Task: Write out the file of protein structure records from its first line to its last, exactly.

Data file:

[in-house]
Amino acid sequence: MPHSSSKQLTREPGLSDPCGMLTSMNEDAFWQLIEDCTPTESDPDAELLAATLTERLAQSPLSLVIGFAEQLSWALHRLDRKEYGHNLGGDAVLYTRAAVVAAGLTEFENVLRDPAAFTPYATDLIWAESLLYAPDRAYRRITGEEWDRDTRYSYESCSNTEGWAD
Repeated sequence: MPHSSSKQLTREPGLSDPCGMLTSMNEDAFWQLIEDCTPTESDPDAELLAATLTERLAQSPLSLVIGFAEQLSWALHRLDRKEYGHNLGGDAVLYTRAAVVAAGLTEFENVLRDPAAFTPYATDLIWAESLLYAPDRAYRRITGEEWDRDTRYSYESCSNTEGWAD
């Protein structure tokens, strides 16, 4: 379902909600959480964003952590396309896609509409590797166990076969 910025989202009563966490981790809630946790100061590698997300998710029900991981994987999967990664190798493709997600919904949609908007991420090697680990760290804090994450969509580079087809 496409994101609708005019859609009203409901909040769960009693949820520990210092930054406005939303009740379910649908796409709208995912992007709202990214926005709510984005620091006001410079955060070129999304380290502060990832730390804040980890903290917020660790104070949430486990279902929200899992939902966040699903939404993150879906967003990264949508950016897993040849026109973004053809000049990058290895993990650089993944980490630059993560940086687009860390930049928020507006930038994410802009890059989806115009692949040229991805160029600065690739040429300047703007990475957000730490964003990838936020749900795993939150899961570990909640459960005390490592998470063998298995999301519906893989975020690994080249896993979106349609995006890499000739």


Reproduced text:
[in-house]
Amino acid sequence: MPHSSSKQLTREPGLSDPCGMLTSMNEDAFWQLIEDCTPTESDPDAELLAATLTERLAQSPLSLVIGFAEQLSWALHRLDRKEYGHNLGGDAVLYTRAAVVAAGLTEFENVLRDPAAFTPYATDLIWAESLLYAPDRAYRRITGEEWDRDTRYSYESCSNTEGWAD
Repeated sequence: MPHSSSKQLTREPGLSDPCGMLTSMNEDAFWQLIEDCTPTESDPDAELLAATLTERLAQSPLSLVIGFAEQLSWALHRLDRKEYGHNLGGDAVLYTRAAVVAAGLTEFENVLRDPAAFTPYATDLIWAESLLYAPDRAYRRITGEEWDRDTRYSYESCSNTEGWAD
């Protein structure tokens, strides 16, 4: 379902909600959480964003952590396309896609509409590797166990076969 910025989202009563966490981790809630946790100061590698997300998710029900991981994987999967990664190798493709997600919904949609908007991420090697680990760290804090994450969509580079087809 496409994101609708005019859609009203409901909040769960009693949820520990210092930054406005939303009740379910649908796409709208995912992007709202990214926005709510984005620091006001410079955060070129999304380290502060990832730390804040980890903290917020660790104070949430486990279902929200899992939902966040699903939404993150879906967003990264949508950016897993040849026109973004053809000049990058290895993990650089993944980490630059993560940086687009860390930049928020507006930038994410802009890059989806115009692949040229991805160029600065690739040429300047703007990475957000730490964003990838936020749900795993939150899961570990909640459960005390490592998470063998298995999301519906893989975020690994080249896993979106349609995006890499000739």